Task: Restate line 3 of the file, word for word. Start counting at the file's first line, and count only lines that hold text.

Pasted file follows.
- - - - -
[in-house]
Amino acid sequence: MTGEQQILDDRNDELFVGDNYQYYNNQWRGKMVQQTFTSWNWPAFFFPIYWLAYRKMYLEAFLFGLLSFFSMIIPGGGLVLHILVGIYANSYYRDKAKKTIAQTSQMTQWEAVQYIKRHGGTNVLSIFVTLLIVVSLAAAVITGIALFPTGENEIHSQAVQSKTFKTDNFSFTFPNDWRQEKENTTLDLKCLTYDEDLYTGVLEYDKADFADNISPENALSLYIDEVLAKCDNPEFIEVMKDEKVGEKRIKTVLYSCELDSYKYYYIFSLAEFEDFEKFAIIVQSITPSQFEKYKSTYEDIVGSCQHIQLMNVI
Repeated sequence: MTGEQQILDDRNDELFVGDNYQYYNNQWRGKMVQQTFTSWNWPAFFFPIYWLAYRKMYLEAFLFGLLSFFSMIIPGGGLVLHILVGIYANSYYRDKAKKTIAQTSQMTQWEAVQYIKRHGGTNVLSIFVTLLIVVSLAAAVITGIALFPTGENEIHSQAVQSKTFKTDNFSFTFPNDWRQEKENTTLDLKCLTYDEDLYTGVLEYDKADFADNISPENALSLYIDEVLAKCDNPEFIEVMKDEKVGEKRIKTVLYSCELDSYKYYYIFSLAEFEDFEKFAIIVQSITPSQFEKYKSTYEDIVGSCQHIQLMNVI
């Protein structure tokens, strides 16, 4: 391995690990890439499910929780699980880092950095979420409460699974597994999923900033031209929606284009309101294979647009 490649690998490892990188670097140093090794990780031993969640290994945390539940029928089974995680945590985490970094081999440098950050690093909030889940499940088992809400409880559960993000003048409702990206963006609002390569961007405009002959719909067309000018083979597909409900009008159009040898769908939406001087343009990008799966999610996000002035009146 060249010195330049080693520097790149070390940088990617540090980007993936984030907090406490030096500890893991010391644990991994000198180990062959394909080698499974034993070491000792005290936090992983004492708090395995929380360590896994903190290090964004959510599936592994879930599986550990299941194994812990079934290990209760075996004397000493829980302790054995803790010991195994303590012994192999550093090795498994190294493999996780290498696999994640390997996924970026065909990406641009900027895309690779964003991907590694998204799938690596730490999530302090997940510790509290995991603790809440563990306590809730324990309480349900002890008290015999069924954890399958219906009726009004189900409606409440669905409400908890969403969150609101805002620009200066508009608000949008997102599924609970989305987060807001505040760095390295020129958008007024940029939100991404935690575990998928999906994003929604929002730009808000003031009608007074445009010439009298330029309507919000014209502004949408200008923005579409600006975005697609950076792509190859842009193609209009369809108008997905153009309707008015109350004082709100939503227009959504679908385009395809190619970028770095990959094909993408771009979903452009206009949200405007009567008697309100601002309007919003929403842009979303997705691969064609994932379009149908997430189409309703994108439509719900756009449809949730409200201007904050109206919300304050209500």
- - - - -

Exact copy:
Repeated sequence: MTGEQQILDDRNDELFVGDNYQYYNNQWRGKMVQQTFTSWNWPAFFFPIYWLAYRKMYLEAFLFGLLSFFSMIIPGGGLVLHILVGIYANSYYRDKAKKTIAQTSQMTQWEAVQYIKRHGGTNVLSIFVTLLIVVSLAAAVITGIALFPTGENEIHSQAVQSKTFKTDNFSFTFPNDWRQEKENTTLDLKCLTYDEDLYTGVLEYDKADFADNISPENALSLYIDEVLAKCDNPEFIEVMKDEKVGEKRIKTVLYSCELDSYKYYYIFSLAEFEDFEKFAIIVQSITPSQFEKYKSTYEDIVGSCQHIQLMNVI